Antibirth is being marketed as a body-horror B-movie, but Danny Perez is very pointed in the genre flick that he wrote and directed. While providing gross-out moments with oozing pus, splattering blood, and pulsating veins, the film also keeps up a steady commentary on women’s bodies and women’s rights. It’s impossible to ignore the rape allegory that Antibirth is spinning, and it’s the smartest part of a film that excellently casts Natasha Lyonne but otherwise trips over obvious storytelling choices.
The film is set in a sleepy, deserted town in Midwest America, where practically everyone is using drugs, it seems to be snowing all the time, and missing girl fliers are papered everywhere. It’s undeniably a terrible place, but Lou (Natasha Lyonne) doesn’t seem particularly bothered by her own aimlessness. Sometimes she works as a motel maid, but mostly she parties – hard. Cigarettes are chain-smoked; alcohol is constant; pills are a must.
Her best friend, Sadie (Chloë Sevigny), seems to have her life slightly more together, but that only means that she gives Lou rides and sometimes brings her doughnuts. Otherwise, Sadie had a child that was taken from her, and is dating the local drug dealer, Gabriel (Mark Webber), who keeps a disfigured Russian girl in his apartment so he can sell her clean urine to people trying to cheat drug tests, and he also pimps out teenage girls to customers who have sex with them behind a bowling alley. He is pretty much the worst goddamn person.
Lou is used to feeling bad – a diet consisting only of candy and toxic garbage will do that to you – but after a rager where she was led away from the party by Gabriel’s friend Warren (Maxwell McCabe-Lokos) and can’t remember what happened afterward, she starts feeling particularly strange. “You think I’d remember if I had someone’s cock in me!” Lou says to Sadie, but there’s a real possibility she could be pregnant. “You think I could find somebody to push me down a staircase or something?” she jokes, but as things start getting more bizarre, the opportunities for humor practically disappear.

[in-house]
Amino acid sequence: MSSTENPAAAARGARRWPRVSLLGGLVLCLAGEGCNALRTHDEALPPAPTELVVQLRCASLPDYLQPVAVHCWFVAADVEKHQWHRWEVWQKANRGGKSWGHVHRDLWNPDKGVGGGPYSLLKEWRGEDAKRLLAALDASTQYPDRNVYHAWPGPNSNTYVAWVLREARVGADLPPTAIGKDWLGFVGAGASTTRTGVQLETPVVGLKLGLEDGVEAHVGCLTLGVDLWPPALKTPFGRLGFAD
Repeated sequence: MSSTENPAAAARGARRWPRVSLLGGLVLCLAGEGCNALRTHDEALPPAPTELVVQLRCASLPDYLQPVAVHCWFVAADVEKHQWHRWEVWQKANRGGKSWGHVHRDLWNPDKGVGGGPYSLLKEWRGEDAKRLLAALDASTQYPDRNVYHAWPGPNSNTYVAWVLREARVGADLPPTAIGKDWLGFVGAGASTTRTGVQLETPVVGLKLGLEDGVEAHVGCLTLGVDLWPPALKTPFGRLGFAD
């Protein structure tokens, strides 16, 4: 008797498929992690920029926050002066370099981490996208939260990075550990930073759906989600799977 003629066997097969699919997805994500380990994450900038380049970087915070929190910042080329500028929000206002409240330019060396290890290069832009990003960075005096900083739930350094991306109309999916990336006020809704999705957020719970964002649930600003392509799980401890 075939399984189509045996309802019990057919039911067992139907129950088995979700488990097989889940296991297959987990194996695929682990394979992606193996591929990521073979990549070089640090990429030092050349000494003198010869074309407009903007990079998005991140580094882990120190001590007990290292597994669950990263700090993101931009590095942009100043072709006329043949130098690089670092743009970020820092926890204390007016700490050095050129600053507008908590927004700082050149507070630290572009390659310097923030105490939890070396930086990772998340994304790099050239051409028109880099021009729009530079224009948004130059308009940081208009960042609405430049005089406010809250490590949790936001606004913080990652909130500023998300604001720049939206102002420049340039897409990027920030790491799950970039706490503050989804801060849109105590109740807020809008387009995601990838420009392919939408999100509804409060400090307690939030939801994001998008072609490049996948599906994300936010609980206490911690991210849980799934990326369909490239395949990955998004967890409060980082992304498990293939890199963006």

Her stomach attracts static electricity from her old TV. Her nipples start bleeding. She starts remembering flashes from the night she blacked out. A patch of her skin peels off and a tooth falls out. And, in the course of only a few days, she becomes hugely, aggressively pregnant – her stomach swollen and threaded with pulsating veins. It becomes obvious that not only is Lou pregnant, but that there’s also something undeniably wrong with her – and perhaps those two things are the same.
Antibirth is primarily successful because of Lyonne, whose disaffected, sarcastic, casual party-girl image is a spot-on fit for Lou. Who else but Lyonne could pull any of this off: the inclusion of fishnet in every outfit; dialogue like “I love pissing,” “Let me tell you what I need: candy, money, and whip-its, and “I don’t talk about aliens when I’m getting high. I have a strict policy. Just don’t do it!”; and the relationship with Sevigny. Their close friendship in real life is tapped into here quite efficiently; you get the sense that these are women who have known each other a long time, who have each been through some garbage in life, and whose constant partying and enabling of each other is because there’s nothing much else to live for. Might as well get trashed and eat some leftover motel pizza while you still can.
There are weaker elements here, though, and it’s unfortunate that they are practically all of the B-movie body-horror stuff. There’s a conspiracy that doesn’t really come to fruition and monsters that seem more goofy than scary, and some oozing pus and splattering blood are almost tame in comparison with the torture porn to which audiences have become accustomed.
But Perez has a good eye for creepy stuff that will stick, with an intrusive, nightmarish examination of Lou’s womb and a close-up shot of one of those portrait birthday cakes, with a child’s face on it, being cut into slices with a large knife. It’s a twist on an everyday event – who doesn’t like cake? – that makes something mundane seem ominous and jarring.
That’s what Antibirth is doing on a grand scale, really, with Perez’s focus on how the changes to a woman’s body can be devastating and unwanted, and the matter-of-fact way he considers how disposably men treat women’s bodies – whether using them for clean urine, sexual profit, or even more nefarious ends. When Lou snaps at Warren, “I know what an abortion is,”, that’s her frustration with everyone’s disingenuousness coming to the forefront. When she snarls at Sadie, “I’m not pregnant … I’m infected. Whatever is inside of me is infecting my brain, my body; it’s not just in my crotch,” that’s her rage at what others have done to her body. All of that stuff, Lyonne aces, but Antibirth needed more of that to fully rise above its somewhat generic B-movie trappings.
Rating: 3 out of 5 Guttenbergs